In my earlier blog I referred to the unsettled tax position affecting private equity in Australia.
The issue hit high spots immediately after the Myer float. Subsequently, two draft tax determinationsfrom the tax office, now long past their usual finalisation period are back in the news.
In the meantime, there were changes in relevant ministerial faces following the 2010 Federal elections and recent hotting up of private equity activity in Australia, especially by TPG.
The question is whether the profits made by private equity managers should be wholly taxed as ordinary income or capital gains.
Profits are made by private equity (generally a partnership with limited and general partners) when, in the final stages of the endgame, it sells the company it had bought earlier under its restructuring plan.
General partners of private equity entities are invariably their managers and do not, in general, contribute capital. The income general partners derive, including management fees is in respect of their ‘carried interest’.
Managers say income from carried interest is capital, ATO argues that it is ordinary income -TD 2010/D18.
Ensuing tax consequences are blatantly significant for both sides. Capital gains from carried interest will not be taxable in Australia and in the least is entitled to discounts and concessions, whereas ordinary income is taxable.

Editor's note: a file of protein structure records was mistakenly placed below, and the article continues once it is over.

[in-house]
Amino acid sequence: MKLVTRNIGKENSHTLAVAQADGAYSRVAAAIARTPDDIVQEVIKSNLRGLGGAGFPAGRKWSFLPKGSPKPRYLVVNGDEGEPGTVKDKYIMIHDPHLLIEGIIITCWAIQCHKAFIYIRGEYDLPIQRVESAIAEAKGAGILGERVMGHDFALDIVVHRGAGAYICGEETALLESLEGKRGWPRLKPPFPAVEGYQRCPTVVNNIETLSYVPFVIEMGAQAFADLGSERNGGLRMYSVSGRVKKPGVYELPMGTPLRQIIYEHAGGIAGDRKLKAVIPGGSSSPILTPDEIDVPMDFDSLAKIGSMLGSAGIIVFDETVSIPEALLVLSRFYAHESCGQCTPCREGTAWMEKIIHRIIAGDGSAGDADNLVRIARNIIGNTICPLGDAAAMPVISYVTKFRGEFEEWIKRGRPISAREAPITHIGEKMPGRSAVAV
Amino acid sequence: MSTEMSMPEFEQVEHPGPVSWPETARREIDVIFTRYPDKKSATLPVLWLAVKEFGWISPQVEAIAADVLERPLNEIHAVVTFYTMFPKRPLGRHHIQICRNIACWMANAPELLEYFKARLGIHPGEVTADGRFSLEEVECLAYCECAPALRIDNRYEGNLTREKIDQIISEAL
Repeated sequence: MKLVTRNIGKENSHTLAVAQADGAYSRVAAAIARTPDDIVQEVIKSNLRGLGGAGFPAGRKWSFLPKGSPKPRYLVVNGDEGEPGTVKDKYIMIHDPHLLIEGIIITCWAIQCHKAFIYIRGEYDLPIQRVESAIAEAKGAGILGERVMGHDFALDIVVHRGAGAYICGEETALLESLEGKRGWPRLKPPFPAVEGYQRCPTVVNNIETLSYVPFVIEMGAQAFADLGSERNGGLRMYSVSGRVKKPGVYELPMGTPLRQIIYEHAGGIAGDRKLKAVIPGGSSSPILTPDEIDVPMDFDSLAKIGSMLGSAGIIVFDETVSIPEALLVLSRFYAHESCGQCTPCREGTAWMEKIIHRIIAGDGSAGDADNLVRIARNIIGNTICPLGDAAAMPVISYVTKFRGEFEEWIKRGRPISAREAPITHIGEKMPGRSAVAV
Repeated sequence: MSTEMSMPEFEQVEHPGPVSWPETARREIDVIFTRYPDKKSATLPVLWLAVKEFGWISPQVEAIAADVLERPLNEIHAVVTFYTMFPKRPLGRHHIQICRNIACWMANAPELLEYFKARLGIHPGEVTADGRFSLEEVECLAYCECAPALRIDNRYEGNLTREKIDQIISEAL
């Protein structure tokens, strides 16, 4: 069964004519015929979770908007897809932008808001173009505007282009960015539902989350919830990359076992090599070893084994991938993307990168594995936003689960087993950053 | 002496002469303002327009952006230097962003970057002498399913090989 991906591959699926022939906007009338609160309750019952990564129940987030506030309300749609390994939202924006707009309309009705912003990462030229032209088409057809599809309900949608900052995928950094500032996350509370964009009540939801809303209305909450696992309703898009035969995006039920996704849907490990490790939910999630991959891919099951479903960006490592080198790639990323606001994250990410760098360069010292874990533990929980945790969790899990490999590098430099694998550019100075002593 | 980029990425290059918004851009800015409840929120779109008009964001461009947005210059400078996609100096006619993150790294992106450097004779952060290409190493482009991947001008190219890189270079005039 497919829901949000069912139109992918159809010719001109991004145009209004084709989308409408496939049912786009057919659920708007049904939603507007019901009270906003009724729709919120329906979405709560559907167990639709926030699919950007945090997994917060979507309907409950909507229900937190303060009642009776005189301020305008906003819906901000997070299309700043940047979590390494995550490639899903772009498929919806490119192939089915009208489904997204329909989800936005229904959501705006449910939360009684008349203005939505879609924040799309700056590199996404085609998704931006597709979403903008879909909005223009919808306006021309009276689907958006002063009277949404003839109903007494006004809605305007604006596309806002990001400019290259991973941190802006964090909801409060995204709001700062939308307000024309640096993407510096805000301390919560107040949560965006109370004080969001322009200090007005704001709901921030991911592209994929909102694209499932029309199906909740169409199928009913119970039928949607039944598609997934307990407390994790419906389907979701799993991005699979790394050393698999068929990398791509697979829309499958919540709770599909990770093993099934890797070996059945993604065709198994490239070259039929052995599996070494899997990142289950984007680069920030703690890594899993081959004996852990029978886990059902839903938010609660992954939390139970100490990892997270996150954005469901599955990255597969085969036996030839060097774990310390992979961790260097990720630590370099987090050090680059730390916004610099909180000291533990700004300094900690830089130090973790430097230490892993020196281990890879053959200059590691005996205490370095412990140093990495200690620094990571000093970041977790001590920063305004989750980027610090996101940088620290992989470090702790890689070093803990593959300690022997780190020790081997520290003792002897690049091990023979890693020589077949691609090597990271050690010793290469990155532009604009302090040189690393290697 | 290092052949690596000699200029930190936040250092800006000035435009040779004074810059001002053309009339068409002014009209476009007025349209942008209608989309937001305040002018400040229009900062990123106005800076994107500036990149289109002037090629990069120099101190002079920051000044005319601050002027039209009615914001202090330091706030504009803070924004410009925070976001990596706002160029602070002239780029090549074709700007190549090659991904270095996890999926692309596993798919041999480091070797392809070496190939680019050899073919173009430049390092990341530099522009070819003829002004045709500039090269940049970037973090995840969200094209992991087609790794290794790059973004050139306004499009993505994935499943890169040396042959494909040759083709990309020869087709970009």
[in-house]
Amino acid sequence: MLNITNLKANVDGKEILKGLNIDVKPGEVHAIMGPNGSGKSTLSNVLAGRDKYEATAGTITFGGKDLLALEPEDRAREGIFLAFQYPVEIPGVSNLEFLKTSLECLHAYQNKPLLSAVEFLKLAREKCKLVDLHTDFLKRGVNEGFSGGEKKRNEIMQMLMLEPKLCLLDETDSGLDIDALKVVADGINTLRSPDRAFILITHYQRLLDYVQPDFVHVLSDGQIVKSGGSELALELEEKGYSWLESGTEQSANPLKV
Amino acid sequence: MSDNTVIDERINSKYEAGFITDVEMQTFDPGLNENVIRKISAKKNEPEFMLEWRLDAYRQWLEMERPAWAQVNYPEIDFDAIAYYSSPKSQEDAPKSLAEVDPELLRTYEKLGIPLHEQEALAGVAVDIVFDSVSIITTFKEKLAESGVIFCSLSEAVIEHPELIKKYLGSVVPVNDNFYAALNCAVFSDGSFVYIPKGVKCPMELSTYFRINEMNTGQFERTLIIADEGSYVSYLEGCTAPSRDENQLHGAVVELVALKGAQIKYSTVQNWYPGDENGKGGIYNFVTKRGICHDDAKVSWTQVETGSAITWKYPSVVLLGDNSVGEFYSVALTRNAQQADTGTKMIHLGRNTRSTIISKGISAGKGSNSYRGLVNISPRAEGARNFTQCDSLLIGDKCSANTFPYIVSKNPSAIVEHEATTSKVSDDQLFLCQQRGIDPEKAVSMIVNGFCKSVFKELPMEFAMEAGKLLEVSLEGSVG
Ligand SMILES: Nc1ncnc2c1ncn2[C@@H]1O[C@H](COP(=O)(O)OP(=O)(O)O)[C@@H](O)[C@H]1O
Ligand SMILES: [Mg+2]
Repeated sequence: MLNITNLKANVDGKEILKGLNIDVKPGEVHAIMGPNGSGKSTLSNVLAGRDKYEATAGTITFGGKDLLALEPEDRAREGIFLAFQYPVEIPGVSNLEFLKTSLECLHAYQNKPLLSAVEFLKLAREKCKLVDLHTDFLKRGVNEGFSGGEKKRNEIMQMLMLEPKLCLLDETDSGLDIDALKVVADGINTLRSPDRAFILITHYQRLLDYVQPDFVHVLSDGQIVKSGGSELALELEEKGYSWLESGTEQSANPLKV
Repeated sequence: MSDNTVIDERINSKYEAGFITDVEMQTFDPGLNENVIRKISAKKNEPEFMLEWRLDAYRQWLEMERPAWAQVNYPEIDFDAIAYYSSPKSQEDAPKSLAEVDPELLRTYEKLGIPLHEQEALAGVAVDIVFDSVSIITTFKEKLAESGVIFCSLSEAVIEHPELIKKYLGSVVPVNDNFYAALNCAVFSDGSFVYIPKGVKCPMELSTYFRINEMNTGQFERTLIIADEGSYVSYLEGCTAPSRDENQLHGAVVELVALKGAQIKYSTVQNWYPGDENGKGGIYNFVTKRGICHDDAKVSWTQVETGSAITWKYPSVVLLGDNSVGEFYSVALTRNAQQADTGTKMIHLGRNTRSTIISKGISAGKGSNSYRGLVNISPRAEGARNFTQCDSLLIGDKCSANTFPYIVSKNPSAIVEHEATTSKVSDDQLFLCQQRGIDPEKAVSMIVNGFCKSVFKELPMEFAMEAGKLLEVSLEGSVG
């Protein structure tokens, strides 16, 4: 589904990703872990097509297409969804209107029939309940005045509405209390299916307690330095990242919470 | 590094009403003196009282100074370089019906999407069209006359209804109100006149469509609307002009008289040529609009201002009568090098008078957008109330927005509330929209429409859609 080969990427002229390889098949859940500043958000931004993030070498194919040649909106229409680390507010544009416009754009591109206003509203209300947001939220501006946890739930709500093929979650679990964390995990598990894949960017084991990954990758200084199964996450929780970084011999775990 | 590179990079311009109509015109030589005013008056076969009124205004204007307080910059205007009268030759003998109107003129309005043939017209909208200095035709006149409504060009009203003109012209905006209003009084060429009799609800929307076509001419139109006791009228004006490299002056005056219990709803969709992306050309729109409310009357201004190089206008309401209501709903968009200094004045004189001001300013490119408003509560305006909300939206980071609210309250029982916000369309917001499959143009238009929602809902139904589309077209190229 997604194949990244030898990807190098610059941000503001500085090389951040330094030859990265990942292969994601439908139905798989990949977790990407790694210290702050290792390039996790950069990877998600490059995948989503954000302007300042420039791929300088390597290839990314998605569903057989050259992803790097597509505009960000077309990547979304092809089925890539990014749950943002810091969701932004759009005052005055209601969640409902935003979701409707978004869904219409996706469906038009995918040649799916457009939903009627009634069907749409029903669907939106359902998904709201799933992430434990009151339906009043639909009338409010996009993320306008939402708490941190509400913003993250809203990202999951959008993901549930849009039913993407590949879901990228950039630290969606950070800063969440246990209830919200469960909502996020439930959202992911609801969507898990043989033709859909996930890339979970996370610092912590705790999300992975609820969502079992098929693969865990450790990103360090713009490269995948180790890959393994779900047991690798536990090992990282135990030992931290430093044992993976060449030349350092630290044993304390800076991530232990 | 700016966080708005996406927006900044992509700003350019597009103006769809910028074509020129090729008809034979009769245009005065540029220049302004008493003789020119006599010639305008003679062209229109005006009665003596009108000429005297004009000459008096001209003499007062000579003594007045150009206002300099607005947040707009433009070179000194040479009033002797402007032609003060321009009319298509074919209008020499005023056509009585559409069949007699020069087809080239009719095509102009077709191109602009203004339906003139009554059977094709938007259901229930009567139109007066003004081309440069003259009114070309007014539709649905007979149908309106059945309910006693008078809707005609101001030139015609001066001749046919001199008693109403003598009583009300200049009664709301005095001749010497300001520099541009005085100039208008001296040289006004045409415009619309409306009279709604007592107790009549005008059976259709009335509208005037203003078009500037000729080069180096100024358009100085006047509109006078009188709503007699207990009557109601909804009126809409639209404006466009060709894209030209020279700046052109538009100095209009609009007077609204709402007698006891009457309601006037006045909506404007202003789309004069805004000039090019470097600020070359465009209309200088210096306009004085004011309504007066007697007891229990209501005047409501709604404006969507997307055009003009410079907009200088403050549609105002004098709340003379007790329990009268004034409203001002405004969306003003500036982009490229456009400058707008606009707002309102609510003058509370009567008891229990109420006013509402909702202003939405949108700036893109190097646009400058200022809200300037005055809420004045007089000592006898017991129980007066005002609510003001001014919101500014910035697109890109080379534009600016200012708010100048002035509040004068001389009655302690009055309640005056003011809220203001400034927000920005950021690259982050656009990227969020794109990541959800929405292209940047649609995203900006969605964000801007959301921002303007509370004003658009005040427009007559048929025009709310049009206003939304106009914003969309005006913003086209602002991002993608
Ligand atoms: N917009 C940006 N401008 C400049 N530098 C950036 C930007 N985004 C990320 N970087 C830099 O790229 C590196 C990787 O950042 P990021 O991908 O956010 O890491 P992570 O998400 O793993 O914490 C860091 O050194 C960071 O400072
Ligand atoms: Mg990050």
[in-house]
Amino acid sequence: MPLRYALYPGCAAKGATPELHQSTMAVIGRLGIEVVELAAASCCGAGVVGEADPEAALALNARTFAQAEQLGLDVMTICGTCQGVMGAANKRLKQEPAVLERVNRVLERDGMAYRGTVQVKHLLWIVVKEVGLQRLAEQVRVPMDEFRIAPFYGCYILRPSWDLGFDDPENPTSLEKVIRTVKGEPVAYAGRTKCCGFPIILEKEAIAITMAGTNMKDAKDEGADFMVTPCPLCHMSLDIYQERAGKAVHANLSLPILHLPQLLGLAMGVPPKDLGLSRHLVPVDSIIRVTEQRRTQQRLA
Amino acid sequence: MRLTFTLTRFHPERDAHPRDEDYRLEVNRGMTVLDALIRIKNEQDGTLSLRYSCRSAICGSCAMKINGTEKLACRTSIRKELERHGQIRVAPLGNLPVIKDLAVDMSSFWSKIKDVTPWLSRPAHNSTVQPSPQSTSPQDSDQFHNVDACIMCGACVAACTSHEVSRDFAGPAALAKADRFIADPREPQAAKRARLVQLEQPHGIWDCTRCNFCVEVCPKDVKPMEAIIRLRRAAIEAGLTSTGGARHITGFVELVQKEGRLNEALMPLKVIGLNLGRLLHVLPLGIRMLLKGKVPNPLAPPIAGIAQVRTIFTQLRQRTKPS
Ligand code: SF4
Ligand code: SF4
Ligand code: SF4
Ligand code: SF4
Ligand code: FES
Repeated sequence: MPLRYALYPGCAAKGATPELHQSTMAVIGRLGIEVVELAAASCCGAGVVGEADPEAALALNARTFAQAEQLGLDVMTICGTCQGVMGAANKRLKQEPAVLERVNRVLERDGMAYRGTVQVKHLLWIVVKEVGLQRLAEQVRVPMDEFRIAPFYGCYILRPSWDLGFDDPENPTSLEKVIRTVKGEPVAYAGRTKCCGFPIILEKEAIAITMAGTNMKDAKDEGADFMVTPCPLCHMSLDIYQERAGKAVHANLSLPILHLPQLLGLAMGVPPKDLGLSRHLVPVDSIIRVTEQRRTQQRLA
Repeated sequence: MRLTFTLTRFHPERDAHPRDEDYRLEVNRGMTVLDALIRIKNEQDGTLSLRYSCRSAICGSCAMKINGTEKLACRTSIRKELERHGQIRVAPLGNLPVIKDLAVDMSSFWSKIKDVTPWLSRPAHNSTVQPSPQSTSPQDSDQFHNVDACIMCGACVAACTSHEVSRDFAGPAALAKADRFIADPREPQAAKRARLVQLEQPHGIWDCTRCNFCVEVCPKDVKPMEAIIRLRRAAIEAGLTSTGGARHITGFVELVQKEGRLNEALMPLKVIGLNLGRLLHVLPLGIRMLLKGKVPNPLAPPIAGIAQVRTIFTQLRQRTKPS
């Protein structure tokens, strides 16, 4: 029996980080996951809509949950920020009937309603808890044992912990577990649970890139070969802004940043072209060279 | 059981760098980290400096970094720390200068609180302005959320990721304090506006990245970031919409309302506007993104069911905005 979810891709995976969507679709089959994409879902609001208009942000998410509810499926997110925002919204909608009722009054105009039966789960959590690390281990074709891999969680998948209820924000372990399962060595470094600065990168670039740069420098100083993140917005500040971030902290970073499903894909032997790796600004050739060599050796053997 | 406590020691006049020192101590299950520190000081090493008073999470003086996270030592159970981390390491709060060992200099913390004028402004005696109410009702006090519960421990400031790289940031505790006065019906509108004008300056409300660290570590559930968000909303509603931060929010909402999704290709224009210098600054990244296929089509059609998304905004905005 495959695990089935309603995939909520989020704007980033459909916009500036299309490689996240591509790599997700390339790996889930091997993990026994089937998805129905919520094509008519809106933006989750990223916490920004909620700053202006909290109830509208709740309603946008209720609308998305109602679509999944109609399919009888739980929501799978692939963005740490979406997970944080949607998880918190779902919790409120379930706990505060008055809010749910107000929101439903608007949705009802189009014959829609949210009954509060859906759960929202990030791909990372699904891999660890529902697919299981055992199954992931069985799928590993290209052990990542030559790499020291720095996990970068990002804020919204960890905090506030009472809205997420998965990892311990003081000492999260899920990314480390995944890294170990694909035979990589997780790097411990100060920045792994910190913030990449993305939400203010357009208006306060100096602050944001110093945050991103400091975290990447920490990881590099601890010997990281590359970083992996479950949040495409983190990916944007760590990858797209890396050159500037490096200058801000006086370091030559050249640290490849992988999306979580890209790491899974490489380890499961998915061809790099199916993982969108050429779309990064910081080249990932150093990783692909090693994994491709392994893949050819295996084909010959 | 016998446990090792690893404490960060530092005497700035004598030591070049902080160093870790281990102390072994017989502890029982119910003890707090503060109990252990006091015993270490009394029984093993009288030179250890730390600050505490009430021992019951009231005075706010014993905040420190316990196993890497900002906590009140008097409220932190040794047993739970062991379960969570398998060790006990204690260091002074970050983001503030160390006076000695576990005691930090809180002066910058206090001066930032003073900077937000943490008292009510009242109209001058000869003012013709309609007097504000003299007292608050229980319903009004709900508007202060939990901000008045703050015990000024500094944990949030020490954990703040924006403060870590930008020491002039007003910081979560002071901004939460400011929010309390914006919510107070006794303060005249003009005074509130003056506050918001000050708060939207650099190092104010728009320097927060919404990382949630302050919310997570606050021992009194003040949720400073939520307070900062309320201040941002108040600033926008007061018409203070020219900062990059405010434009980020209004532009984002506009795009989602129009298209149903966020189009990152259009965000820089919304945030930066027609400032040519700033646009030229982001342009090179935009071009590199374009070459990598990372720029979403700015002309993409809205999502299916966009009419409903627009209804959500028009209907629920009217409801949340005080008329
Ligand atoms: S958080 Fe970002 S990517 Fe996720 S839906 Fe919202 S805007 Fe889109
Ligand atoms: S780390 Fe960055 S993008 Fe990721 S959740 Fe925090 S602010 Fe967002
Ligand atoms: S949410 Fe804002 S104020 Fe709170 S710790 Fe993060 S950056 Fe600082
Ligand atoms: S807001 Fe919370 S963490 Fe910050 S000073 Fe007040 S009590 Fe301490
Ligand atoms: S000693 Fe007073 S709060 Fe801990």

This burgeoning tax muddle affecting private equity is not confined to Australia.
In the U.S, the Congress has been struggling to bring in law to tax private equity managers for quite some time. This year a near perfect attempt got unfortunately bogged down in the Senate and now hopefully a fresh Bill before Congress is showing signs of life.
The approach in the U.S is substantially different from that in the draft determinations but yet may give a clue as how others are willing to deal with a similar impasse.
The US Bill provided that, to the extent ‘carried interest’ of managers reflects capital invested by them in the partnership, it would be taxed at capital gains tax rates.
The balance would be subjected to a blend of ordinary income and capital gains taxation. According to the House version of the Bill 75 percent of the carried interest will be taxed as ordinary income and the balance as capital gains. In the Senate the ordinary income percentage got amended to 45 per cent in 2011 and 65 per cent in 2014. There it stalled.
There is another difference between the US and Australia that cannot be overlooked. Unlike in the case of the US where general partners, whether resident or not pay capital gains tax in the US on carried interest, in Australia there is no capital gains tax if the general partner is non-resident. Most general partners (who are mangers of private equity) are non–resident.
Will the attempt to tax general partners to the maximum result in limited partners bearing an increased tax burden?
Is multi-taxing based on a percentage split between ordinary income and capital gain the way to go?